Singing, today I married my white girl
beautiful in a barley field.
Green on thy finger a grass blade curled,
so with this ring I thee wed, I thee wed,
and send our love to the loveless world
of all the living and all the dead.
From ‘Epithalmion’ by Dannie Abse (b 1923)
It might be an appropriate time today to talk about that major feast in many people’s lives - the Wedding Breakfast – or more commonly now the Wedding lunch or supper.
It’s a natural thing to want to celebrate two people starting out on their lives together whether it’s in a posh church or by leaping over a gypsy campfire. There are numerous wedding traditions both old and new, but let’s stick to talking cake.
Wedding cakes have been around since mediaeval times. Originally small cakes were brought by the guests to the feast and piled up in a big mound. The guests would then throw these cakes at the bride and groom having first ensured that the happy pair could just reach over the cake mound in order to kiss each other.
I wondered if there was a connection between this jolly custom and the expression ‘bun fight’ – then lo and behold!
The groom might also have broken a cake over the head of his bride – supposedly to indicate his governance over her as his wife. In Yorkshire a piece of cake was thrown out of an upstairs window – it was good luck if it broke into many pieces, which doesn’t say much for Yorkshire bakers. Alternatively a plate holding wedding cake was thrown out of the window. If the plate broke, the bride would enjoy a happy future with her husband, but if the plate remained intact the marriage would be unhappy. I rather think that if my new husband tried to break a cake over my head I might break a plate over his.
I dug out this old family wedding photo to show to you (my Grandfather on the right was giving one of his numerous sisters away) I love the expression on my Aunt Ethel's face - she's the little bridesmaid in the middle and my Great Aunt Lily as the Maid 0f Honour was so beautiful.
After the wedding breakfast, bridesmaids would take a piece of wedding cake to put under their pillow that they might dream of their future bridegroom. Traditional tiered wedding cakes derive from the mediaeval cake mountain and were first devised in the early seventeenth century supposedly by Charles II’s French chef. Initially the tiers might not all have been of cake but when Prince Leopold, the eight child of Queen Victoria, was married in 1882, the first multi-tiered wholly edible white iced cake was made, and this became the tradition. So Royal Weddings set trends in cakes, dresses and music – and t’was ever thus. Poor old Prince Leopold died of haemophilia only a couple of years later – Queen Victoria’s fatal legacy.
Here's a Mrs Beeton Wedding Cake - isn't it fabulous?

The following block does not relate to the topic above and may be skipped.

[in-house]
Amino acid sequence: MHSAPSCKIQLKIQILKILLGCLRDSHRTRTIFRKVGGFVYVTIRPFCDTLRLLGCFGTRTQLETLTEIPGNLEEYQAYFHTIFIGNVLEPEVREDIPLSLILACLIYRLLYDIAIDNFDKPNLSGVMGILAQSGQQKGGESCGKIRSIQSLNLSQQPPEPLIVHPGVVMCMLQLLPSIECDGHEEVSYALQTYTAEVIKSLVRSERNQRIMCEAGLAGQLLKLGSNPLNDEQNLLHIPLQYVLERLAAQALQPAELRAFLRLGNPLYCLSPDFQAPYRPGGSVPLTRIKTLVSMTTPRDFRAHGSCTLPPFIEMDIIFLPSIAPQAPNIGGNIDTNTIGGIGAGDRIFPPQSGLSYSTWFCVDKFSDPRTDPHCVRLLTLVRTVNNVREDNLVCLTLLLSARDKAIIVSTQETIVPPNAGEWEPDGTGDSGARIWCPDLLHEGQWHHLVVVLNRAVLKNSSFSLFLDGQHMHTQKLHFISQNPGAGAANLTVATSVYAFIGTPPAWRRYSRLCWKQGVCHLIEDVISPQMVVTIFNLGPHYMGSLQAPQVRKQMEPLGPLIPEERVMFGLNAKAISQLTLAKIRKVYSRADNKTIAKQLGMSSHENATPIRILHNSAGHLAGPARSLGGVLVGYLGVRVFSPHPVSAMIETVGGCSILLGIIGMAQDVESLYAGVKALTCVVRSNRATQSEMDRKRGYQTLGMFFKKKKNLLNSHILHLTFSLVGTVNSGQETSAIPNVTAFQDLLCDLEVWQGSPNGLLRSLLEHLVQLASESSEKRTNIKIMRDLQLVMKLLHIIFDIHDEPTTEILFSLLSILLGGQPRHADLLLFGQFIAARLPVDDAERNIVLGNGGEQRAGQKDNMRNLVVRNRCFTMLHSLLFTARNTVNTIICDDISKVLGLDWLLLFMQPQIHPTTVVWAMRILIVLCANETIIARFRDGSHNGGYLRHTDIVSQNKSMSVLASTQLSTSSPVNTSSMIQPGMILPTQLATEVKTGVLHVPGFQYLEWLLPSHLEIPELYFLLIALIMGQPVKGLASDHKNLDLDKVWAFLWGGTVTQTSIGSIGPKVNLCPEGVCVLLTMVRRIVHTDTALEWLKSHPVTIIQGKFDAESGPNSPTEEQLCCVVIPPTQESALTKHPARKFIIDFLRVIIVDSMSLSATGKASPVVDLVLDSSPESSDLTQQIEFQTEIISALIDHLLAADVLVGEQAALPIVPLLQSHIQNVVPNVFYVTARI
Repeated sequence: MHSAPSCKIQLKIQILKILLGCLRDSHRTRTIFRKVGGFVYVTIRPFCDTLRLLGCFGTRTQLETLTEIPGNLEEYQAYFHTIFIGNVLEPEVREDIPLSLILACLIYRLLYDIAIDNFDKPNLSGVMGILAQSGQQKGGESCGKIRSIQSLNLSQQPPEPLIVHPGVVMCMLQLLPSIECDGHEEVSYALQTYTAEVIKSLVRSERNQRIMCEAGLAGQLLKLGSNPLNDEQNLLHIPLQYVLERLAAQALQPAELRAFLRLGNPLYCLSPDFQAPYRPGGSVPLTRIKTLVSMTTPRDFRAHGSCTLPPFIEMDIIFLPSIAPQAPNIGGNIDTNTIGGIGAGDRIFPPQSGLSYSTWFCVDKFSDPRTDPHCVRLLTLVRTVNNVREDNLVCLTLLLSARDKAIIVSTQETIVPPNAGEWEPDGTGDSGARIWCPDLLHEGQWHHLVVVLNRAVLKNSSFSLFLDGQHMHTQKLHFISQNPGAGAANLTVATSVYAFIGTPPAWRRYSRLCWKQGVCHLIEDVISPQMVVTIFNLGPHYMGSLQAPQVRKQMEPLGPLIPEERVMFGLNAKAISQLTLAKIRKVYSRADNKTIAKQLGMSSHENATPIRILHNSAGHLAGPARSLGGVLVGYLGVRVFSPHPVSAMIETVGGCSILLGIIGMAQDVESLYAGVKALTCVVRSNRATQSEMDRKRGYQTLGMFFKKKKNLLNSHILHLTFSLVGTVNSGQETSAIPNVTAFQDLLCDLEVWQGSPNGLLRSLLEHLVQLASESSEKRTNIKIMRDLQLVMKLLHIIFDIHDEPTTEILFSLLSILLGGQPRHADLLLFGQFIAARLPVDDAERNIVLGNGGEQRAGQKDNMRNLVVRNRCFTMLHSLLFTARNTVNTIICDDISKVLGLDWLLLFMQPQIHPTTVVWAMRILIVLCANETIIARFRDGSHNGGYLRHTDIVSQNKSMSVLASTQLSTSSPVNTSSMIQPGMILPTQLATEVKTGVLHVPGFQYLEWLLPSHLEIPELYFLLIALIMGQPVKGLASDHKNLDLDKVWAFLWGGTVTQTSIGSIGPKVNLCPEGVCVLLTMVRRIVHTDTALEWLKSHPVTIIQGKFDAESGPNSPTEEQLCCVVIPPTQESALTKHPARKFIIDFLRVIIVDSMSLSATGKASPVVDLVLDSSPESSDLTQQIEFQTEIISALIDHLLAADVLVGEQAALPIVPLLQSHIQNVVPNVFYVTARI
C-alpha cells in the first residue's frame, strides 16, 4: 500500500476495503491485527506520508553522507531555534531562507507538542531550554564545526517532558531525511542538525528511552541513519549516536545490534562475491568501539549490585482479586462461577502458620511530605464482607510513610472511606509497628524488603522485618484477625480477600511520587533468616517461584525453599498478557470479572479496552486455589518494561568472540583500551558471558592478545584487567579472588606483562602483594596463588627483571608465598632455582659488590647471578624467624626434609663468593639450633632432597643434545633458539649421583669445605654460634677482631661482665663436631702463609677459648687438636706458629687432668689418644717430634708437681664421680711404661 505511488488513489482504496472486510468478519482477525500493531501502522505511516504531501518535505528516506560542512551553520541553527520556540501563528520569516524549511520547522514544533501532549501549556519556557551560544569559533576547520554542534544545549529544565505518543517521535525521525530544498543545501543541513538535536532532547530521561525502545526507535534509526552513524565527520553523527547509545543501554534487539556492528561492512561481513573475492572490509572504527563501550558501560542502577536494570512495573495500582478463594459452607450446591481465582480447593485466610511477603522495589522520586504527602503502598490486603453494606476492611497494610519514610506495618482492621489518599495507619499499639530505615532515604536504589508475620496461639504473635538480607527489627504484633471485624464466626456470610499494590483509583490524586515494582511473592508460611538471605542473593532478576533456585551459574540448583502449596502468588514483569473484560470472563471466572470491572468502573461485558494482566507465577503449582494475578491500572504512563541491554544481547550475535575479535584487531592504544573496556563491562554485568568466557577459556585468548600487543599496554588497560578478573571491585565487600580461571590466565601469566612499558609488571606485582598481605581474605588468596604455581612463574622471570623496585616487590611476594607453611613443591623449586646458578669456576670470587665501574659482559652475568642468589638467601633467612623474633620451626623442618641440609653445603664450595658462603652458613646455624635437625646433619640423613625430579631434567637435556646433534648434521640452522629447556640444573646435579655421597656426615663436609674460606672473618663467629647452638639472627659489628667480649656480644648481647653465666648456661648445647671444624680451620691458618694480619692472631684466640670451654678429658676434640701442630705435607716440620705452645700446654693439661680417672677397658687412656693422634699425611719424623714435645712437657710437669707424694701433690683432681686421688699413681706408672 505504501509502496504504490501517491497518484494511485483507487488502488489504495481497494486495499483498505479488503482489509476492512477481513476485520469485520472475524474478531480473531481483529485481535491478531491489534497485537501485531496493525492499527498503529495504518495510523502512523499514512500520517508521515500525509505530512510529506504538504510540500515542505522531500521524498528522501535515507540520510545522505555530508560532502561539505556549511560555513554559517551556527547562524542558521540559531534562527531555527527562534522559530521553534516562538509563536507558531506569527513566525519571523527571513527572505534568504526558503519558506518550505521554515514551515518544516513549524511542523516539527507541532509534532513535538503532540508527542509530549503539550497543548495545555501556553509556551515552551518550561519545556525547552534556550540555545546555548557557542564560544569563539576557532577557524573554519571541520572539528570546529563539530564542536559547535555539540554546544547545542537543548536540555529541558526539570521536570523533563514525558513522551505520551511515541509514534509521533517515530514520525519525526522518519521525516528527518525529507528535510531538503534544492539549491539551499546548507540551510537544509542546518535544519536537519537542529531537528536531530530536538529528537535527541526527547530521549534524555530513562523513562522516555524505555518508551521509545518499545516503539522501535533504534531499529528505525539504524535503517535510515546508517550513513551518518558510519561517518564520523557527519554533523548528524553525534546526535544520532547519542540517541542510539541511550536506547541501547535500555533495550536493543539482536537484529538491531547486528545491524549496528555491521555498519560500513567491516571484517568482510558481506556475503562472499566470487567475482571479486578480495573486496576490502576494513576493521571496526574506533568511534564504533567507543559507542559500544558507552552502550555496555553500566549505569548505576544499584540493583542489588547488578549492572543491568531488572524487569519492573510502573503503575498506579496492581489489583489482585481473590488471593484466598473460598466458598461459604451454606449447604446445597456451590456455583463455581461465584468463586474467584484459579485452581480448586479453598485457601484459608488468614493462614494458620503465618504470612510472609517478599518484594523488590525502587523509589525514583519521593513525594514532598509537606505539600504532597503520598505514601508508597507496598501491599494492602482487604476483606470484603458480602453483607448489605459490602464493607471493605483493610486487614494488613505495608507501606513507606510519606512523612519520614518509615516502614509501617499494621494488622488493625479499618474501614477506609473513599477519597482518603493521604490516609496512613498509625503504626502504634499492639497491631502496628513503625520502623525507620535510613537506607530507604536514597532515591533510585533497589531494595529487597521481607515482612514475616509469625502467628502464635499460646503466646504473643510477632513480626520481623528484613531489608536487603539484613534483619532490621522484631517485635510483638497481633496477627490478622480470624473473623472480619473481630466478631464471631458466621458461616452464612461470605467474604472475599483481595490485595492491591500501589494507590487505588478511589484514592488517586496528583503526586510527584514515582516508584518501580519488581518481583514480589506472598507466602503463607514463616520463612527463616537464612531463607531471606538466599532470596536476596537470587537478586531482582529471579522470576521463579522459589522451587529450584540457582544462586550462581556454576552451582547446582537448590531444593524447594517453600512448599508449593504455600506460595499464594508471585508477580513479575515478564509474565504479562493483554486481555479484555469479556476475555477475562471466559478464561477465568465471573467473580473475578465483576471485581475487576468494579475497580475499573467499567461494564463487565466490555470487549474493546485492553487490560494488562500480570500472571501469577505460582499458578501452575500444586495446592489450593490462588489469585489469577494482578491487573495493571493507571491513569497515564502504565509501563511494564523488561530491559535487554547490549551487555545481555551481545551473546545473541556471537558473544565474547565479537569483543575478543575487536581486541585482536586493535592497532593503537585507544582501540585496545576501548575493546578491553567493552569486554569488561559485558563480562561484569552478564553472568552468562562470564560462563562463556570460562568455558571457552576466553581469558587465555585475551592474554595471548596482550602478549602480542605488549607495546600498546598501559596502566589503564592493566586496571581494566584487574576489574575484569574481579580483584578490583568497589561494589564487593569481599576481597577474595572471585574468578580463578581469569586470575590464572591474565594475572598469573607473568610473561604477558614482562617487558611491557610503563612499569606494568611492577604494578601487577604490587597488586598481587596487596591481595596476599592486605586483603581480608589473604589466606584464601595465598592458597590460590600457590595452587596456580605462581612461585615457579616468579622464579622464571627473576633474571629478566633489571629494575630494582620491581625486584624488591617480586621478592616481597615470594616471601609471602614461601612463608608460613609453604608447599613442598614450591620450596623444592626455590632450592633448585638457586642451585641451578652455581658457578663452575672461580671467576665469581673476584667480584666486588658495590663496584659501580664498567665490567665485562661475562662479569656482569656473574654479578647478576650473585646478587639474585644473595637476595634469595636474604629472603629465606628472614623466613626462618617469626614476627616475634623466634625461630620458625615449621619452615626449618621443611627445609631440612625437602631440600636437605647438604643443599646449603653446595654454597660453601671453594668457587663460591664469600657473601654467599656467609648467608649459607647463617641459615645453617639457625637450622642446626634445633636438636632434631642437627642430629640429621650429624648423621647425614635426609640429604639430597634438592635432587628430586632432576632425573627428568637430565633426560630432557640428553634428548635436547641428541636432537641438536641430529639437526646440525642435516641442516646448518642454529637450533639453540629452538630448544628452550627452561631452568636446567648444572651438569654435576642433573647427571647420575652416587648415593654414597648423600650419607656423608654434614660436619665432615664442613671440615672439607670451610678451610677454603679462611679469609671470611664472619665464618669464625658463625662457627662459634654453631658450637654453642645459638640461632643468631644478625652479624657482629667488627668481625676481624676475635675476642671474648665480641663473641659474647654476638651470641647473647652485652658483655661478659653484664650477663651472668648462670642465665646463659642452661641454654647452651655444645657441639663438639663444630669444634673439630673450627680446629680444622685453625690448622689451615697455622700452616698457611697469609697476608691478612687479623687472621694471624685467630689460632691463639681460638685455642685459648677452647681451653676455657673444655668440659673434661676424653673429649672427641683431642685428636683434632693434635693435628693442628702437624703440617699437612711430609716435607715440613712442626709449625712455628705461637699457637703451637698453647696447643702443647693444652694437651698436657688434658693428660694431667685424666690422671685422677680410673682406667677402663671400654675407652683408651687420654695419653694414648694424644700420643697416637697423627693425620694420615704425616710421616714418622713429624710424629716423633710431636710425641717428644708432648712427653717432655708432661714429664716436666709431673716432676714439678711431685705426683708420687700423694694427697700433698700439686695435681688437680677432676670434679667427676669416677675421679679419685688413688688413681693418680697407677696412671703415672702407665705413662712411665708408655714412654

I’ve made a few wedding cakes in my time, my Mum made the cake the first time I was married, I made my own cake the second time, and I’ve made cakes for other people. I made one for a friend a few years ago and decorated it with Liquorice Allsorts – very wacky. And in case you’re wondering, the tradition of sending bits of cake to absent friends dates back only to the 1930s.
I’ve been wondering what to make for today. A croquembouche?– lovely but too French, a fruit cake ? – dépassé, so I’ve made a white chocolate orange flower sponge and covered it with white chocolate icing and the first local strawberries.
For the cake
100g white chocolate, 225g unsalted butter, 200g caster sugar, 4 medium eggs beaten, 180g SR flour,100g ground almonds, grated rind of one orange, teaspoon orange flower water
For the decoration
100g white chocolate, 50g unsalted butter, 2 tablespoons icing sugar, 1 tablespoon orange juice (or orange liqueur) 1/2 tsp orange flower water, white chocolate sticks ( I used little biscuits called Mikado which I cut to size - it took 3 packets) large punnet strawberries. white chocolate stars.
Oven 180c, 8" prepared spring form cake tin.
Melt the white chocolate and leave to cool. Cream the butter and sugar until white and add the eggs little by little, fold in the flour, ground almonds grated orange rind and the cooled chocolate and the orange flower water. Pour into the tin and make a depression in the middle to attempt to get a flattish top to the cake. Bake for 1 hour and check with a skewer that it is cooked through.
Meanwhile melt the rest of the chocolate for the icing and cool. Beat the butter and icing sugar together and add the flavourings and the cold chocolate.
When the cake is cold, cover with the icing and stick your chocolate sticks around the outside. Put the strawberries - bottoms down - over the top. You may want to glaze them with a little warmed sieved jam. Sprinkle with stars.
Time has transfigured them into
Untruth. The stone fidelity
They hardly meant has come to be
Their final blazon, and to prove
Our almost-instinct almost true:
What will survive of us is love.
From ‘An Arundel Tomb’ by Philip Larkin (1922-1985)